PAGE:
Supplements of genetically modified bacteria could be used to treat liver and bowel diseases by mopping up toxins inside the gut.
The approach, of tweaking bacteria so they turn harmful ammonia into a safe compound, has shown promise in animal tests and in healthy human volunteers.
But genetically altering bacteria to give them new abilities could take things to the next level, says Caroline Kurtz of manufacturer Synlogic, a biotech firm based in Cambridge, Massachusetts. “These are living medicines that are able to sense their environment and perform a function for a patient.”
Ammonia is made in the gut as a by-product of food digestion; it normally goes to the liver to be dealt with, but cirrhosis of the liver or certain metabolic disorders can lead to a build-up of ammonia in the blood, causing seizures or death.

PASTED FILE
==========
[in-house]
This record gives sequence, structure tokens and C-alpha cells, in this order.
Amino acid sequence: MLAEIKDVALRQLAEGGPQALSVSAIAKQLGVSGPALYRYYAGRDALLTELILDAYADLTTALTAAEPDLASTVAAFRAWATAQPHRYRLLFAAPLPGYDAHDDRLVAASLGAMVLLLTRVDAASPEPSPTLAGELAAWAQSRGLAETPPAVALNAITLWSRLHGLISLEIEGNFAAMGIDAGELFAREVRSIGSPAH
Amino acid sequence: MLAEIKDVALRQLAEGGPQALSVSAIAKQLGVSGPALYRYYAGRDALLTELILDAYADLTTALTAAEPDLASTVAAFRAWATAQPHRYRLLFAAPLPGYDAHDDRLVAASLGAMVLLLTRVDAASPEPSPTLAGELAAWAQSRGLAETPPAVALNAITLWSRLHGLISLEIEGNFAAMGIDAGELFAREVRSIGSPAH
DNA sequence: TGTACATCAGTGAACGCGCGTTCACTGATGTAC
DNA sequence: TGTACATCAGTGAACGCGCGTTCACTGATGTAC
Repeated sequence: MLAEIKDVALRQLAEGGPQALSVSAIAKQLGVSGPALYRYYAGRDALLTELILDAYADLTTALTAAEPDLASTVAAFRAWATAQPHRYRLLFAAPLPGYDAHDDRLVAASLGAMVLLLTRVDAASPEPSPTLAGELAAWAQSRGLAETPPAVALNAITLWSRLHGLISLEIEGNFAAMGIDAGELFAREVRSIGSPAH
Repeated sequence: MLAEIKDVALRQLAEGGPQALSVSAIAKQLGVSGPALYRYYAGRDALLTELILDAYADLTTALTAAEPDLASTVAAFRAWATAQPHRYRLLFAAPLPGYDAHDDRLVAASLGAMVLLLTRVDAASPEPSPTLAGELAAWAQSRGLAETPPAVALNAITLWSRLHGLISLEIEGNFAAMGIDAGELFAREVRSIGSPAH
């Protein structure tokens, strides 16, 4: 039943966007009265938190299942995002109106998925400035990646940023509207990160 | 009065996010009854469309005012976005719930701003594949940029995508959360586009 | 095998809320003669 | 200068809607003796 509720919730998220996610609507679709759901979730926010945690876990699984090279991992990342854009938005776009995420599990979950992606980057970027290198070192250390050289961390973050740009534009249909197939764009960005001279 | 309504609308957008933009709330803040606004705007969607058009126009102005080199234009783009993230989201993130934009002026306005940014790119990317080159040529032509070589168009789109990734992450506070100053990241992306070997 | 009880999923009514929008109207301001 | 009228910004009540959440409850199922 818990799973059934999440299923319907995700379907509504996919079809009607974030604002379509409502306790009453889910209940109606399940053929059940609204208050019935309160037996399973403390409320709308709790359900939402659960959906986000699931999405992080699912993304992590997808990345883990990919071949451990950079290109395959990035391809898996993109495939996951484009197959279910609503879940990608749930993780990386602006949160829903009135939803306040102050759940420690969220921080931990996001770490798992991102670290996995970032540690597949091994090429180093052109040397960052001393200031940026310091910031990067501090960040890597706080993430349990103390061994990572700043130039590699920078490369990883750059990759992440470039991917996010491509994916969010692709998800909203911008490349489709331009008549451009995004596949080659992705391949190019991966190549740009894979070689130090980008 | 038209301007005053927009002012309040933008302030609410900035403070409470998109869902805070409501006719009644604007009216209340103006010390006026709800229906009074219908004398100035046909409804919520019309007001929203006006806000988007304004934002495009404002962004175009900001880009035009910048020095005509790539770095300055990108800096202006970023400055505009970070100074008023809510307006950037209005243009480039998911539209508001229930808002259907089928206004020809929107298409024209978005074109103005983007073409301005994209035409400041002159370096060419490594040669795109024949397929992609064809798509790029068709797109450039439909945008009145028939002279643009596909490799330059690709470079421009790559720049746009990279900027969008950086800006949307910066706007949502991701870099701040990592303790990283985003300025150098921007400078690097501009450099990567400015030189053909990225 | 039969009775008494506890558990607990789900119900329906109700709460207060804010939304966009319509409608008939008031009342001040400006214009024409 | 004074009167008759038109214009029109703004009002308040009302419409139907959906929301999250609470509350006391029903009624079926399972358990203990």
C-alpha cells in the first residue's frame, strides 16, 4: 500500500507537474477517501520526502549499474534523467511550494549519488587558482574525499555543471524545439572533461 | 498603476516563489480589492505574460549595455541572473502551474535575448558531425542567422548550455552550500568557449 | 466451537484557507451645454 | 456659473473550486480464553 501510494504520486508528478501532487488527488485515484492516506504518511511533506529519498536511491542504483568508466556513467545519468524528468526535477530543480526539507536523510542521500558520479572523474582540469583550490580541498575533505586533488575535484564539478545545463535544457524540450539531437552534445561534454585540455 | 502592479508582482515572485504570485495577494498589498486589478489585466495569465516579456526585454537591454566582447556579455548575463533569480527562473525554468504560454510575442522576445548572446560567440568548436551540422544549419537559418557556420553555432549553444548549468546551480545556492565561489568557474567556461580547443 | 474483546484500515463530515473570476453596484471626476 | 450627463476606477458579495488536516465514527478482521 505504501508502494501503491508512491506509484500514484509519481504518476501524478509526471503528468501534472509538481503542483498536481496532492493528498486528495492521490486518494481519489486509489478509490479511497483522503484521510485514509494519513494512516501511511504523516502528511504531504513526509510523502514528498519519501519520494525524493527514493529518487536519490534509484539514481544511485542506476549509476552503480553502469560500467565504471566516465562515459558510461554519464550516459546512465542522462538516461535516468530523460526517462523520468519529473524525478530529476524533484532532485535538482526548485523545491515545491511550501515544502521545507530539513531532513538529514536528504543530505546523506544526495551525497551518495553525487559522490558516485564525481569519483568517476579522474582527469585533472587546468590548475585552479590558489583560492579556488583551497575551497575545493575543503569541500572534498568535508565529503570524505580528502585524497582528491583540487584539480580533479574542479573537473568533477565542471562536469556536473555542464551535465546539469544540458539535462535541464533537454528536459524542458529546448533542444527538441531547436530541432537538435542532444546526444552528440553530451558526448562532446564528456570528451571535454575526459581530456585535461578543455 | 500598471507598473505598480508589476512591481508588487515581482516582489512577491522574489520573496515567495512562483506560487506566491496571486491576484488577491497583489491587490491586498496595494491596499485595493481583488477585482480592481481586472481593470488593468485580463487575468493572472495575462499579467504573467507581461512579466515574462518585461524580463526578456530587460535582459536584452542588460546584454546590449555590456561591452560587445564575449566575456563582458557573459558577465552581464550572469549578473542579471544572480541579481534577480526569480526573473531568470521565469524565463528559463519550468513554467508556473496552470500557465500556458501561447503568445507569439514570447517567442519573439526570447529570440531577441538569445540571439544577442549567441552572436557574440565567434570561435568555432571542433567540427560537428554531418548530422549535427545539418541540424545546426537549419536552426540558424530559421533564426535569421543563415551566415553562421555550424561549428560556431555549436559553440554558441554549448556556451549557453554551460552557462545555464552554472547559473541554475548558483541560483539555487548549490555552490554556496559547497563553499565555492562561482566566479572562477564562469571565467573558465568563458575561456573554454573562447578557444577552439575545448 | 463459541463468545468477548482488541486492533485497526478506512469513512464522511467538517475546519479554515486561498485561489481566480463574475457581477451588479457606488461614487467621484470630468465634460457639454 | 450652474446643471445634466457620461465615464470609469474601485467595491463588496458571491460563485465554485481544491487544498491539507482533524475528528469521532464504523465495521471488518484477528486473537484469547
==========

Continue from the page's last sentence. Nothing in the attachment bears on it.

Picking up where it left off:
Synlogic has changed the genes of a bacterium called Escherichia coli Nissle – which in unmodified form is already sold as a probiotic – to boost its uptake of ammonia. The bacteria turn the toxin into a compound called L-arginine, an amino acid present in our diet.
Daily doses of the bacteria improved survival in mice genetically engineered to have one of the ammonia-raising metabolic disorders. And when healthy humans took the bacteria in a drink for two weeks, blood tests showed the bacteria were working as intended.
For safety reasons, the microbes were also genetically changed so they could not reproduce. Two weeks after the trial ended, there was no more DNA from the microbes in the volunteers’ faeces. That means patients would have to take supplements long-term, but there’s less risk. A trial has started in people with cirrhosis.
Other groups are engineering bacteria so they can make human immune system chemicals as a treatment for other bowel disorders, such as Crohn’s disease.
Journal reference: Science Translational Medicine, DOI: 10.1126/scitranslmed.aau7975
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